Island Records Presents Lovers Rock – 30 Romantic Reggae Classics
Spectrum Music / Island Records
March 18, 2014
from 5 (excellent) to 1 (poor)|
|Vocals : 4||Backing : 4||Production : 4/5||Sound quality : 4||Sleeve : 4|
Lovers Rock is a subgenre created in Britain as an answer to the steady flow of roots reggae music coming from Jamaica. At first strictly recorded by a string of local and national talents and after it proved to be highly successful, artistically and in selling-figures, soon a lot of roots singers and bands jumped on the lovers rock bandwagon too. The genre got its name from the Lovers Rock label set-up by Dennis Harris in South-East London. Soon it was not strictly a hype in Britain but in Jamaica as well, Island Records amongst others saw the potential and they quickly signed artists to record lovers rock music. After the Virgin Records label folded the focus in Jamaica was on dancehall music with emphasis mainly on domestic topics and the aim in the UK was mainly to hit the charts with solid reggae riddims with an smooth edge.
This 2014 compilation contains romantic music from the period 1976-1988 issued by Island Records and presents those songs in chronological order, which gives a good insight of the development of the sound in these 13 years. The set opens with the single “Crying Over You” by the Heptones, the original is from 1966 produced by Ken Lack, this Lee Perry version is really big time. Backed by the Upsetters band and recorded in Black Ark studio in 1976 the music is great and together with the singing skills of the Heptones trio it is a masterpiece. Same goes for George Faith’s cover of the Bee Gee’s “To Be A Lover”, but in my opinion it featured too often in recent compilations as well on the re-release of his own album.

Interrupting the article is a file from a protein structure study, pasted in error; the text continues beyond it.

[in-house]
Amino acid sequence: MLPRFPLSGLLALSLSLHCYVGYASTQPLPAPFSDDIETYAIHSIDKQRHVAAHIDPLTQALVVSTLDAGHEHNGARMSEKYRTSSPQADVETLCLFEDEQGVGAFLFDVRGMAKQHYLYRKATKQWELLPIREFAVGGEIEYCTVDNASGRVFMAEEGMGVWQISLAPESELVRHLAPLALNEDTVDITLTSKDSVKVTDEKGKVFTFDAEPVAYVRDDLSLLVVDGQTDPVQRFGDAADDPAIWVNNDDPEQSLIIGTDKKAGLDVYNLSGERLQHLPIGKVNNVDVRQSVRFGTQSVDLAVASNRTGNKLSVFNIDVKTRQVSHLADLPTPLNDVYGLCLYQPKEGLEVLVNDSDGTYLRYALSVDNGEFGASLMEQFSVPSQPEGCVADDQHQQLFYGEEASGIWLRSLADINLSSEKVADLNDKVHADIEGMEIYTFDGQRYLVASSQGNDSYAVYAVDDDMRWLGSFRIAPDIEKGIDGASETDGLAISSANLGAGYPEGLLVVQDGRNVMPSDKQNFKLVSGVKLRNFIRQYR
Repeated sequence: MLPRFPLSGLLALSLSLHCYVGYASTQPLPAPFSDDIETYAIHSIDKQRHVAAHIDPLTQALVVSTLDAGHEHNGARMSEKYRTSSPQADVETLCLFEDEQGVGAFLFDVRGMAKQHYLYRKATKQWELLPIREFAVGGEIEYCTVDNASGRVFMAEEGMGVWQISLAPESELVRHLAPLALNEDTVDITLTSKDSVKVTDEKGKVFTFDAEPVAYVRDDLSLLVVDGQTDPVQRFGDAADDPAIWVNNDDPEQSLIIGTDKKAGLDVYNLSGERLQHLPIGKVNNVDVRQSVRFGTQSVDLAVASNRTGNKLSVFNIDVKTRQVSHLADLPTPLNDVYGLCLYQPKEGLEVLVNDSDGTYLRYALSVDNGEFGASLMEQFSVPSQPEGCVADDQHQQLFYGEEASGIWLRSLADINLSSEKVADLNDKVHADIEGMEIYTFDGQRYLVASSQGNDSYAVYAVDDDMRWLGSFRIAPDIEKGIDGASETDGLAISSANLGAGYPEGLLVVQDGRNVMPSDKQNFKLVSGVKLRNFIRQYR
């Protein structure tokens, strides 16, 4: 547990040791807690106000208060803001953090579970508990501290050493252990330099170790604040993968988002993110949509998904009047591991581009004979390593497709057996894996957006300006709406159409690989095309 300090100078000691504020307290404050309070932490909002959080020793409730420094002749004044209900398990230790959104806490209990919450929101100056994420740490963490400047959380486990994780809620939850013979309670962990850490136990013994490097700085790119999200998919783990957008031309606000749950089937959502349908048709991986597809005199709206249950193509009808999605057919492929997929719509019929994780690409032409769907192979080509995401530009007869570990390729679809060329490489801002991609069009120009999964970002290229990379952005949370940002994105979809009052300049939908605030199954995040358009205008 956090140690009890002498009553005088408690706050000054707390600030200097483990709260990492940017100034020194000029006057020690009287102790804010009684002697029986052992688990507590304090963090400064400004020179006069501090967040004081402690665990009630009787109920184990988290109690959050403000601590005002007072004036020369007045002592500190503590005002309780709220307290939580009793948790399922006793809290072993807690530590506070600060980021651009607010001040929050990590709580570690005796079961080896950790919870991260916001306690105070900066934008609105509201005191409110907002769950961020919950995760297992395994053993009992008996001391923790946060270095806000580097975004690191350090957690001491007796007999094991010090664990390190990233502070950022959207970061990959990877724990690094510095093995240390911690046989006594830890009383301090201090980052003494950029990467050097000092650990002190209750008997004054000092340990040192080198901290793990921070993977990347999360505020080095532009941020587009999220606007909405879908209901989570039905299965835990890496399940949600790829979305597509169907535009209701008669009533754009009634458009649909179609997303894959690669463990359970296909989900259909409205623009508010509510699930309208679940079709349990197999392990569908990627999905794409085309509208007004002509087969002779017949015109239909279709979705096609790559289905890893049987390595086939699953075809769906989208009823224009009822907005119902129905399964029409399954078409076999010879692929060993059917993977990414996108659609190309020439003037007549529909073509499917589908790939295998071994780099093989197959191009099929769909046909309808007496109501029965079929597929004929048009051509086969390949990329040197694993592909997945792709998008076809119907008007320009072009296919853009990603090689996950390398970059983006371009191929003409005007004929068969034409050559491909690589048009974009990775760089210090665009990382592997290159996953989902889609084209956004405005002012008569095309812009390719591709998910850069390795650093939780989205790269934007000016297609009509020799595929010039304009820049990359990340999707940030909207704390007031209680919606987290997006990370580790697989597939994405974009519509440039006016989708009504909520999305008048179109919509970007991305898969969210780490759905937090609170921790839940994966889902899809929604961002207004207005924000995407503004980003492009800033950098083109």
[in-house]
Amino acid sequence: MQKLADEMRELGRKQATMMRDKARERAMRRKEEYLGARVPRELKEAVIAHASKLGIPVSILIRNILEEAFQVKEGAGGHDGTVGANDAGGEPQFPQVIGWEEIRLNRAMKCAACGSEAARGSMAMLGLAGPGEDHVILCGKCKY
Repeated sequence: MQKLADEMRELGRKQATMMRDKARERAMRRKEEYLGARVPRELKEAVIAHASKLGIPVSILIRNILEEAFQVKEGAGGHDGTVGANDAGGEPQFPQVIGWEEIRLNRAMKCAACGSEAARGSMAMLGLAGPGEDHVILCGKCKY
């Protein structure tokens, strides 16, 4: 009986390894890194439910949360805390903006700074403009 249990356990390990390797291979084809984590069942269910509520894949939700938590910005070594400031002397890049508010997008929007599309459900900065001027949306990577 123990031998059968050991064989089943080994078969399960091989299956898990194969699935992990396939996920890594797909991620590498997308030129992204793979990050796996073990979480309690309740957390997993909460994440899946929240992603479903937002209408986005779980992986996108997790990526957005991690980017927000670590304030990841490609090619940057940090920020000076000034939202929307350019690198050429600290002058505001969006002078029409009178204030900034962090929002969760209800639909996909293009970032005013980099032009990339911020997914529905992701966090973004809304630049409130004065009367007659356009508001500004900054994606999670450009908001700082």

Alton Ellis’ voice is perfectly suited for any kind of romantic genre as the balladeer displays on 1977-recorded “It’s Hard To Be A Lover”. His sweet voice and musical backing, that reminisces somewhat of the rocksteady days of the previous decade, create a nice and very comfortable vibe. The Jamaica born but prominent UK Sound man Lloydie Coxsone produced “Easy” by Jimmy Landsay, the reggae version of the Commodores classic is a very strong effort, plus this discomix is tight and sounds real adventurous. A heartfelt version, a powerful delivery, strong bass-line, simply this is what lovers rock was all about.
In 2014 the reggae world lost one of the artists who helped to bring reggae music to a wider audience. Junior Murvin’s work with Lee Perry, especially the landmark "Police and Thieves", made him a spearhead of the critically acclaimed roots genre. “Closer Together” comes from this Black Ark period, his falsetto voice might not appeal to everyone but that’s the only criticism you can have of this version (and to the Impressions original). Lee Perry’s productions are always highly creative, just listen to the way this song transcends to the Impressions’ "Gypsy Woman" sung in a playful kind of way on the same but constantly changing riddim.